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Answer on Abstract Algebra Question for steven peters

Question #17574
Let K<=H<=G (subgroups). Prove that if index (G:K) is finite, then indices (H:K) and (G:H) are also finite.
Expert's answer
Let B be a group and A<B be a subgroup.
Say that two elements x,y from B are equivalent x ~ yif x = ay for some a from A.
Each equivalency class is called adjacent class, and theset of all such classes (i.e. factor space) is called the set of adjacency
classes and denoted by B/A.
Then the index (B:A) is the number of elements in B/A.

Thus each adjacency class of B/A has the form A*y for some y from B.

Suppose now that K < H < G.

1) Let K*x, (xfrom H), be any adjacency class of H/K.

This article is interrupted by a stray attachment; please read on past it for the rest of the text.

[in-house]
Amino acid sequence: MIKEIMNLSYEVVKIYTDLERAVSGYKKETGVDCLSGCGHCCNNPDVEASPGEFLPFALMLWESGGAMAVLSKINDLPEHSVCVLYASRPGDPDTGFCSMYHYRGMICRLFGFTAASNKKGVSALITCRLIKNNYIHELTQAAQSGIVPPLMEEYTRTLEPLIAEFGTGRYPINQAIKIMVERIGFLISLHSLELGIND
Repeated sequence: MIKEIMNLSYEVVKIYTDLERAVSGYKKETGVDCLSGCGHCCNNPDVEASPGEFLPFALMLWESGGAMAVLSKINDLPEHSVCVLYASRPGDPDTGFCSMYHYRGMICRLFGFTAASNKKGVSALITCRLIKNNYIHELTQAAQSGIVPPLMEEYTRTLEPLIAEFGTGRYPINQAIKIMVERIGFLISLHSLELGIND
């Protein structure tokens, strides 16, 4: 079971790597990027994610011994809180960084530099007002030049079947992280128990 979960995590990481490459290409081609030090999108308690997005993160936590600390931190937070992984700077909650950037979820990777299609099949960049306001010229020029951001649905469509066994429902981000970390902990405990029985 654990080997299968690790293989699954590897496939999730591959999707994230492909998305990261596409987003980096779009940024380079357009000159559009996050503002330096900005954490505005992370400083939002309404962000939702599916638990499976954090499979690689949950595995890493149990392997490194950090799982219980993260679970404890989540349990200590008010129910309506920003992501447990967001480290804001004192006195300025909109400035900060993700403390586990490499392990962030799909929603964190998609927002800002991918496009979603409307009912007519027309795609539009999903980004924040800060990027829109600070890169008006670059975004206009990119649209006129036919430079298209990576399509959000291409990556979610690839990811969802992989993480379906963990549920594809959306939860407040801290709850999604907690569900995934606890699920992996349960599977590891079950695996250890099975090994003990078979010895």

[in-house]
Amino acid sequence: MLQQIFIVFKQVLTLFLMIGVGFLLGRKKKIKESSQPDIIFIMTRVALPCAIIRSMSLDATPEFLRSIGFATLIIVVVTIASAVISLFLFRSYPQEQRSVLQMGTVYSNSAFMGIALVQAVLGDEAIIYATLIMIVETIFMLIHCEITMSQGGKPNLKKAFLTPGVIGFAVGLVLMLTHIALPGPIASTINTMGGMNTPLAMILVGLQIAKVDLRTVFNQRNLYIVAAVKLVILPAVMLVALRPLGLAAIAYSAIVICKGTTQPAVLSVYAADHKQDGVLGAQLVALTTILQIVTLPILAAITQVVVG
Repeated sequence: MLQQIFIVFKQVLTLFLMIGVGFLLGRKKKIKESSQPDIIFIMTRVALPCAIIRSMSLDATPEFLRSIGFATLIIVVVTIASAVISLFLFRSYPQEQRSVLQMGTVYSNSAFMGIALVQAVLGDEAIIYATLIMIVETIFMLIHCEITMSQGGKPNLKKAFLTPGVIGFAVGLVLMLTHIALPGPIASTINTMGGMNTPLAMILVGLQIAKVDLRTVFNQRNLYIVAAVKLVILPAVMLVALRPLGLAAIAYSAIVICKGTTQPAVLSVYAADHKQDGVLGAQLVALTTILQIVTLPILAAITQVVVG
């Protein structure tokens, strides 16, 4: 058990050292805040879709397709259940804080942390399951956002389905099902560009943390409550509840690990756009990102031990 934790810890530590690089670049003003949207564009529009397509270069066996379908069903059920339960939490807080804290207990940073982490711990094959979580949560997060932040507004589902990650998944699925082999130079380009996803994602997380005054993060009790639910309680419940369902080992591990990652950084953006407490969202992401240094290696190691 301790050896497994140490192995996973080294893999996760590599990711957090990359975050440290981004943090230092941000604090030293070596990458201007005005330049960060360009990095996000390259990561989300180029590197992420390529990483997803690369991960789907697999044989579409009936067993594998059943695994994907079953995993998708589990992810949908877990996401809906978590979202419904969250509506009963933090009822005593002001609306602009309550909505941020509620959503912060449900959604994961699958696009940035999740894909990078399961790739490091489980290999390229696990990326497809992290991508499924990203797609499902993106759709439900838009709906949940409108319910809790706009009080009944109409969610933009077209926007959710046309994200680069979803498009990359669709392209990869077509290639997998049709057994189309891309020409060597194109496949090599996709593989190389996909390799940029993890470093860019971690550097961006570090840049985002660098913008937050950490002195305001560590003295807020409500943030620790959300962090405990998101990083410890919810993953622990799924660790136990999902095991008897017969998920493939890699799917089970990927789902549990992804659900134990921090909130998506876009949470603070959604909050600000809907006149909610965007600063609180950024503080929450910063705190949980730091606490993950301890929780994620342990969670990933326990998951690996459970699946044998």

Since x belogns to G as well, we see that K8x is also anadjacency class of G/K, whence number (H:K) of classes in H/K is not greater than the number (G:K) of classes in G/K, and so
(H:K) <= (G:K) < infinity, so (H:K) is finite.

2) Let H*y, (y from G), be any adjacency class of G/H.
Since H is a dijoint union of (H:K) adjacency classes
H*x_1, H*x_2, ...
we see that Hy is also a disjoint union of (H:K) classes
H*x_1*y, H*x_2*y, ...

As (G:K), and (H:K) are finite we obtain that
(G:H) = (G:K) / (H:K)
and this number is also finite.

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